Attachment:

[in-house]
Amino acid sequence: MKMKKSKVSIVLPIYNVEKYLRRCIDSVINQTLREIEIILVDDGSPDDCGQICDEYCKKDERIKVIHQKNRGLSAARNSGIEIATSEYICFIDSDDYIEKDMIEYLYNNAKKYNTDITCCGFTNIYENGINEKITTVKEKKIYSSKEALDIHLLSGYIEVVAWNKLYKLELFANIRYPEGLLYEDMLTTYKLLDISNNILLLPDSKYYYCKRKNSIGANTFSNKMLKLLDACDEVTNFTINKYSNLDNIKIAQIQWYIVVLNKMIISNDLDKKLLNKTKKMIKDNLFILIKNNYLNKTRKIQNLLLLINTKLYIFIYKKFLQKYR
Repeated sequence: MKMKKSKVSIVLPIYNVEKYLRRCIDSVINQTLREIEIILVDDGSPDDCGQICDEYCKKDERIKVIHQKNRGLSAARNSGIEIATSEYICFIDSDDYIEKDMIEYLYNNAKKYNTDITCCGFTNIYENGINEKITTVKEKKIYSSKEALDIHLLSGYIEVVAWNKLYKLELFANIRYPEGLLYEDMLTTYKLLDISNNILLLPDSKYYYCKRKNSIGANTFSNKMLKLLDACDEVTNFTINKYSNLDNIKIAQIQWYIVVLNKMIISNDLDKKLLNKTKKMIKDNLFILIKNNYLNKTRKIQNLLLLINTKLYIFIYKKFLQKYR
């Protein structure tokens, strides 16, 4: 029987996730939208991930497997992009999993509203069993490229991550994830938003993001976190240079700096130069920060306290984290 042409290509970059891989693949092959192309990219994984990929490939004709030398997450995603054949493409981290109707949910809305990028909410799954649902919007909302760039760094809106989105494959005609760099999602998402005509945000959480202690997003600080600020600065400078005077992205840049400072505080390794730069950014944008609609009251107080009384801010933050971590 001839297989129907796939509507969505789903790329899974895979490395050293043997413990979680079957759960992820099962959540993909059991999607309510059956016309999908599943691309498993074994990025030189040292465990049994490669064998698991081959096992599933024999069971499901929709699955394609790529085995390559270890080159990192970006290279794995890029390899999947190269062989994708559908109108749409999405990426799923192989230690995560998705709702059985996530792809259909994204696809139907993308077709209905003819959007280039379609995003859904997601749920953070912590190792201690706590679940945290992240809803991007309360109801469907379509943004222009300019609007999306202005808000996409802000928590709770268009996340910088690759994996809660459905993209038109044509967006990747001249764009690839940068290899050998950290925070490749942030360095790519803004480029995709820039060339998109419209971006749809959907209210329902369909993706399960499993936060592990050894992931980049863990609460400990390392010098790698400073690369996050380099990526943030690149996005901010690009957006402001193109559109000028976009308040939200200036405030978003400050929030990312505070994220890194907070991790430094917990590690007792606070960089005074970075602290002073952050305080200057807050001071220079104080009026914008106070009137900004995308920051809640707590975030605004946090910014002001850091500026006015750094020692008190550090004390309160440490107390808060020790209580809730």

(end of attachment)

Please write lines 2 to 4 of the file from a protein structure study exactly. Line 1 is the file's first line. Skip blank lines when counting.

Amino acid sequence: MKMKKSKVSIVLPIYNVEKYLRRCIDSVINQTLREIEIILVDDGSPDDCGQICDEYCKKDERIKVIHQKNRGLSAARNSGIEIATSEYICFIDSDDYIEKDMIEYLYNNAKKYNTDITCCGFTNIYENGINEKITTVKEKKIYSSKEALDIHLLSGYIEVVAWNKLYKLELFANIRYPEGLLYEDMLTTYKLLDISNNILLLPDSKYYYCKRKNSIGANTFSNKMLKLLDACDEVTNFTINKYSNLDNIKIAQIQWYIVVLNKMIISNDLDKKLLNKTKKMIKDNLFILIKNNYLNKTRKIQNLLLLINTKLYIFIYKKFLQKYR
Repeated sequence: MKMKKSKVSIVLPIYNVEKYLRRCIDSVINQTLREIEIILVDDGSPDDCGQICDEYCKKDERIKVIHQKNRGLSAARNSGIEIATSEYICFIDSDDYIEKDMIEYLYNNAKKYNTDITCCGFTNIYENGINEKITTVKEKKIYSSKEALDIHLLSGYIEVVAWNKLYKLELFANIRYPEGLLYEDMLTTYKLLDISNNILLLPDSKYYYCKRKNSIGANTFSNKMLKLLDACDEVTNFTINKYSNLDNIKIAQIQWYIVVLNKMIISNDLDKKLLNKTKKMIKDNLFILIKNNYLNKTRKIQNLLLLINTKLYIFIYKKFLQKYR
């Protein structure tokens, strides 16, 4: 029987996730939208991930497997992009999993509203069993490229991550994830938003993001976190240079700096130069920060306290984290 042409290509970059891989693949092959192309990219994984990929490939004709030398997450995603054949493409981290109707949910809305990028909410799954649902919007909302760039760094809106989105494959005609760099999602998402005509945000959480202690997003600080600020600065400078005077992205840049400072505080390794730069950014944008609609009251107080009384801010933050971590 001839297989129907796939509507969505789903790329899974895979490395050293043997413990979680079957759960992820099962959540993909059991999607309510059956016309999908599943691309498993074994990025030189040292465990049994490669064998698991081959096992599933024999069971499901929709699955394609790529085995390559270890080159990192970006290279794995890029390899999947190269062989994708559908109108749409999405990426799923192989230690995560998705709702059985996530792809259909994204696809139907993308077709209905003819959007280039379609995003859904997601749920953070912590190792201690706590679940945290992240809803991007309360109801469907379509943004222009300019609007999306202005808000996409802000928590709770268009996340910088690759994996809660459905993209038109044509967006990747001249764009690839940068290899050998950290925070490749942030360095790519803004480029995709820039060339998109419209971006749809959907209210329902369909993706399960499993936060592990050894992931980049863990609460400990390392010098790698400073690369996050380099990526943030690149996005901010690009957006402001193109559109000028976009308040939200200036405030978003400050929030990312505070994220890194907070991790430094917990590690007792606070960089005074970075602290002073952050305080200057807050001071220079104080009026914008106070009137900004995308920051809640707590975030605004946090910014002001850091500026006015750094020692008190550090004390309160440490107390808060020790209580809730």